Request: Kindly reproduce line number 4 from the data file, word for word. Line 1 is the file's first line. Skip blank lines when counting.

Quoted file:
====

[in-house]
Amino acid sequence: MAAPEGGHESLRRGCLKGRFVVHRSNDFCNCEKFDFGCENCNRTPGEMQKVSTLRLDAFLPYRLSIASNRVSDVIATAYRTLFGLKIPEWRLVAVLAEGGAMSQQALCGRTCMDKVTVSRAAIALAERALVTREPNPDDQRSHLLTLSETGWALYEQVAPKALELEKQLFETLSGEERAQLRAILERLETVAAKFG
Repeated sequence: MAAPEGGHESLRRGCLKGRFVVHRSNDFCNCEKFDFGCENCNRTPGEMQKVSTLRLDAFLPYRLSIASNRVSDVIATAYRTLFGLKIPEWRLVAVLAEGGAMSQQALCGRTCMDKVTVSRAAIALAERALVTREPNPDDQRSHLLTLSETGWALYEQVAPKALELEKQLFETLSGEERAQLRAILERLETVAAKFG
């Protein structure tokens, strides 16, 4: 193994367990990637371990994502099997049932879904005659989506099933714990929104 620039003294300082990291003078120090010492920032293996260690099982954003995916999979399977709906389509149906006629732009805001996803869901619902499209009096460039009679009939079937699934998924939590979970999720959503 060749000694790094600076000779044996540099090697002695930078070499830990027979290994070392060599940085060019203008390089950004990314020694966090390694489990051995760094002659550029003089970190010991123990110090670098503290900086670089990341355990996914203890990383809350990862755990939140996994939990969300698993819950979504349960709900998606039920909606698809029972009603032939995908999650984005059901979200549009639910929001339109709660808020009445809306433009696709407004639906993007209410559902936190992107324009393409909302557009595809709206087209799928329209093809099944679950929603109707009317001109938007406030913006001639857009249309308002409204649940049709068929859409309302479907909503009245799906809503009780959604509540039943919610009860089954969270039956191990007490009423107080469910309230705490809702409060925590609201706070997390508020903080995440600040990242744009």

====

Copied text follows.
């Protein structure tokens, strides 16, 4: 193994367990990637371990994502099997049932879904005659989506099933714990929104 620039003294300082990291003078120090010492920032293996260690099982954003995916999979399977709906389509149906006629732009805001996803869901619902499209009096460039009679009939079937699934998924939590979970999720959503 060749000694790094600076000779044996540099090697002695930078070499830990027979290994070392060599940085060019203008390089950004990314020694966090390694489990051995760094002659550029003089970190010991123990110090670098503290900086670089990341355990996914203890990383809350990862755990939140996994939990969300698993819950979504349960709900998606039920909606698809029972009603032939995908999650984005059901979200549009639910929001339109709660808020009445809306433009696709407004639906993007209410559902936190992107324009393409909302557009595809709206087209799928329209093809099944679950929603109707009317001109938007406030913006001639857009249309308002409204649940049709068929859409309302479907909503009245799906809503009780959604509540039943919610009860089954969270039956191990007490009423107080469910309230705490809702409060925590609201706070997390508020903080995440600040990242744009």